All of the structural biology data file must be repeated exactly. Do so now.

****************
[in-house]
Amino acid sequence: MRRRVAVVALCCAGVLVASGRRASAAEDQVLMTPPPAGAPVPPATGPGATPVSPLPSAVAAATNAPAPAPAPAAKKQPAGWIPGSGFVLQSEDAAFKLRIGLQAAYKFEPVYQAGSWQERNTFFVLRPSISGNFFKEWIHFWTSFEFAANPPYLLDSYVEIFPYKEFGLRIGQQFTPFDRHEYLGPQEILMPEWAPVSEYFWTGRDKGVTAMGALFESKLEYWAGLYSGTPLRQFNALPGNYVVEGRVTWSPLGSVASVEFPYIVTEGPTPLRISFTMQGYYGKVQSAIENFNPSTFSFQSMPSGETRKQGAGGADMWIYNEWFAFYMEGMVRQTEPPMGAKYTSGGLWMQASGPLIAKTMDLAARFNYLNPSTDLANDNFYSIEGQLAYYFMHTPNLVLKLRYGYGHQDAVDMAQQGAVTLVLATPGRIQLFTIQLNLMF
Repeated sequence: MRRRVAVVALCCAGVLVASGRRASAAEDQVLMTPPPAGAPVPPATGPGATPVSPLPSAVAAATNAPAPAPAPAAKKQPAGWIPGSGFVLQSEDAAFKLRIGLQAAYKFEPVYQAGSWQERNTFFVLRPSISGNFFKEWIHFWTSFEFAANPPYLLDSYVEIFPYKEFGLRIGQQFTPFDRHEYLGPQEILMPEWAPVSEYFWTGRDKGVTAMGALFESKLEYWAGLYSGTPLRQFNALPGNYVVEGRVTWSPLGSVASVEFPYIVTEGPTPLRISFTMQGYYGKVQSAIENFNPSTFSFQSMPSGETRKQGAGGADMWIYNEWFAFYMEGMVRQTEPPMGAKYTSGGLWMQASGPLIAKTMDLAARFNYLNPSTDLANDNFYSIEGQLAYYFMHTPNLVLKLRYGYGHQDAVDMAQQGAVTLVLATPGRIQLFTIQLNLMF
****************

[in-house]
Amino acid sequence: MRRRVAVVALCCAGVLVASGRRASAAEDQVLMTPPPAGAPVPPATGPGATPVSPLPSAVAAATNAPAPAPAPAAKKQPAGWIPGSGFVLQSEDAAFKLRIGLQAAYKFEPVYQAGSWQERNTFFVLRPSISGNFFKEWIHFWTSFEFAANPPYLLDSYVEIFPYKEFGLRIGQQFTPFDRHEYLGPQEILMPEWAPVSEYFWTGRDKGVTAMGALFESKLEYWAGLYSGTPLRQFNALPGNYVVEGRVTWSPLGSVASVEFPYIVTEGPTPLRISFTMQGYYGKVQSAIENFNPSTFSFQSMPSGETRKQGAGGADMWIYNEWFAFYMEGMVRQTEPPMGAKYTSGGLWMQASGPLIAKTMDLAARFNYLNPSTDLANDNFYSIEGQLAYYFMHTPNLVLKLRYGYGHQDAVDMAQQGAVTLVLATPGRIQLFTIQLNLMF
Repeated sequence: MRRRVAVVALCCAGVLVASGRRASAAEDQVLMTPPPAGAPVPPATGPGATPVSPLPSAVAAATNAPAPAPAPAAKKQPAGWIPGSGFVLQSEDAAFKLRIGLQAAYKFEPVYQAGSWQERNTFFVLRPSISGNFFKEWIHFWTSFEFAANPPYLLDSYVEIFPYKEFGLRIGQQFTPFDRHEYLGPQEILMPEWAPVSEYFWTGRDKGVTAMGALFESKLEYWAGLYSGTPLRQFNALPGNYVVEGRVTWSPLGSVASVEFPYIVTEGPTPLRISFTMQGYYGKVQSAIENFNPSTFSFQSMPSGETRKQGAGGADMWIYNEWFAFYMEGMVRQTEPPMGAKYTSGGLWMQASGPLIAKTMDLAARFNYLNPSTDLANDNFYSIEGQLAYYFMHTPNLVLKLRYGYGHQDAVDMAQQGAVTLVLATPGRIQLFTIQLNLMF